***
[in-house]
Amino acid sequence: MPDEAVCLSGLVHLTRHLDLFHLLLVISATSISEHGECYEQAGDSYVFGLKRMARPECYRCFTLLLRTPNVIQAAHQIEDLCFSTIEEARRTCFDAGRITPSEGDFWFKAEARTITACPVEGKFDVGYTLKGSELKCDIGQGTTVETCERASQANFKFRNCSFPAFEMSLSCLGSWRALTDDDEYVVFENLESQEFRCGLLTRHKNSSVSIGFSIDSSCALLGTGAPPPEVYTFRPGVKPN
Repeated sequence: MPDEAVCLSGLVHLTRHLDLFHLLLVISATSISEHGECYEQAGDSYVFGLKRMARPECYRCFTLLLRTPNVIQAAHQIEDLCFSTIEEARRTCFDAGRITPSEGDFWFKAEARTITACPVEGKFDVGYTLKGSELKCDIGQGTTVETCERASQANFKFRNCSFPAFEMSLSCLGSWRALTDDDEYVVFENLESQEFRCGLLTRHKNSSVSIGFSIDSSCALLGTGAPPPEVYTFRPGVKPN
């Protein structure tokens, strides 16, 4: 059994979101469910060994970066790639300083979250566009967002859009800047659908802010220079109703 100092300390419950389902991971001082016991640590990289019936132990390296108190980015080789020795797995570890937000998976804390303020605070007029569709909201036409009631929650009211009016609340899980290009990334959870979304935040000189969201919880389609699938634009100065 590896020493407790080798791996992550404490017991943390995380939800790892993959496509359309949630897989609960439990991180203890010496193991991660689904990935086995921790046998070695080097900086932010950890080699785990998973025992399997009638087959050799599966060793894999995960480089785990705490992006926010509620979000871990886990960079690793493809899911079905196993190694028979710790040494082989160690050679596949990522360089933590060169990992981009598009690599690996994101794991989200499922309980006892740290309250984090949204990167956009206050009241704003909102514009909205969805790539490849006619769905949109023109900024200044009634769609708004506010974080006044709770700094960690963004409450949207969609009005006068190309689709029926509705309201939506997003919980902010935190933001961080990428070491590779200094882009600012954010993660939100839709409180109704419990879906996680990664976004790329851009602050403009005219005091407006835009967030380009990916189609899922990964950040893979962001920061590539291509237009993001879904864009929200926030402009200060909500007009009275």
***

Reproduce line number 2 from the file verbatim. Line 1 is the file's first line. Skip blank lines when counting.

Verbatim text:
Amino acid sequence: MPDEAVCLSGLVHLTRHLDLFHLLLVISATSISEHGECYEQAGDSYVFGLKRMARPECYRCFTLLLRTPNVIQAAHQIEDLCFSTIEEARRTCFDAGRITPSEGDFWFKAEARTITACPVEGKFDVGYTLKGSELKCDIGQGTTVETCERASQANFKFRNCSFPAFEMSLSCLGSWRALTDDDEYVVFENLESQEFRCGLLTRHKNSSVSIGFSIDSSCALLGTGAPPPEVYTFRPGVKPN